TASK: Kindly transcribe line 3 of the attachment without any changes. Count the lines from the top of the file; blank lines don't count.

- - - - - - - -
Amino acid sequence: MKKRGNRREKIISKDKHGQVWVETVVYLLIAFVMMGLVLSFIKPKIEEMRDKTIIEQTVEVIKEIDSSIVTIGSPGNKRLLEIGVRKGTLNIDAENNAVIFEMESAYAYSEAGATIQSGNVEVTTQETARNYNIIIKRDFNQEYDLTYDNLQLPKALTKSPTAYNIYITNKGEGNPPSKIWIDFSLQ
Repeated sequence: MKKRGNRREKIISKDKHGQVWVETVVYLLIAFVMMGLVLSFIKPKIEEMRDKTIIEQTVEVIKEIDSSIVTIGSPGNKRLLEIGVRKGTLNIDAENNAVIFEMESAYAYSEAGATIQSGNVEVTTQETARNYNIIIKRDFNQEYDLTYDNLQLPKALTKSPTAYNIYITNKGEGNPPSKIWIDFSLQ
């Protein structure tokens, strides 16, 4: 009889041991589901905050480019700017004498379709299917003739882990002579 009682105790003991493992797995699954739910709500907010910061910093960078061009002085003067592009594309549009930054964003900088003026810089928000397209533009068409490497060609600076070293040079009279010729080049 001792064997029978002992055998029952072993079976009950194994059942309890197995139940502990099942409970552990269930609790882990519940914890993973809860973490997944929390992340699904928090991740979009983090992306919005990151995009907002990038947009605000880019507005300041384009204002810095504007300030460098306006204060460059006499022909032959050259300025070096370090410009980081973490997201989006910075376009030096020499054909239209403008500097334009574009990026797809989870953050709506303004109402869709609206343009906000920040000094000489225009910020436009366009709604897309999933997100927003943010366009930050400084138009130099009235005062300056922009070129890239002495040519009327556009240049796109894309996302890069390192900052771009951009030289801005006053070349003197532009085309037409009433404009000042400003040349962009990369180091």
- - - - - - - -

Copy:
């Protein structure tokens, strides 16, 4: 009889041991589901905050480019700017004498379709299917003739882990002579 009682105790003991493992797995699954739910709500907010910061910093960078061009002085003067592009594309549009930054964003900088003026810089928000397209533009068409490497060609600076070293040079009279010729080049 001792064997029978002992055998029952072993079976009950194994059942309890197995139940502990099942409970552990269930609790882990519940914890993973809860973490997944929390992340699904928090991740979009983090992306919005990151995009907002990038947009605000880019507005300041384009204002810095504007300030460098306006204060460059006499022909032959050259300025070096370090410009980081973490997201989006910075376009030096020499054909239209403008500097334009574009990026797809989870953050709506303004109402869709609206343009906000920040000094000489225009910020436009366009709604897309999933997100927003943010366009930050400084138009130099009235005062300056922009070129890239002495040519009327556009240049796109894309996302890069390192900052771009951009030289801005006053070349003197532009085309037409009433404009000042400003040349962009990369180091």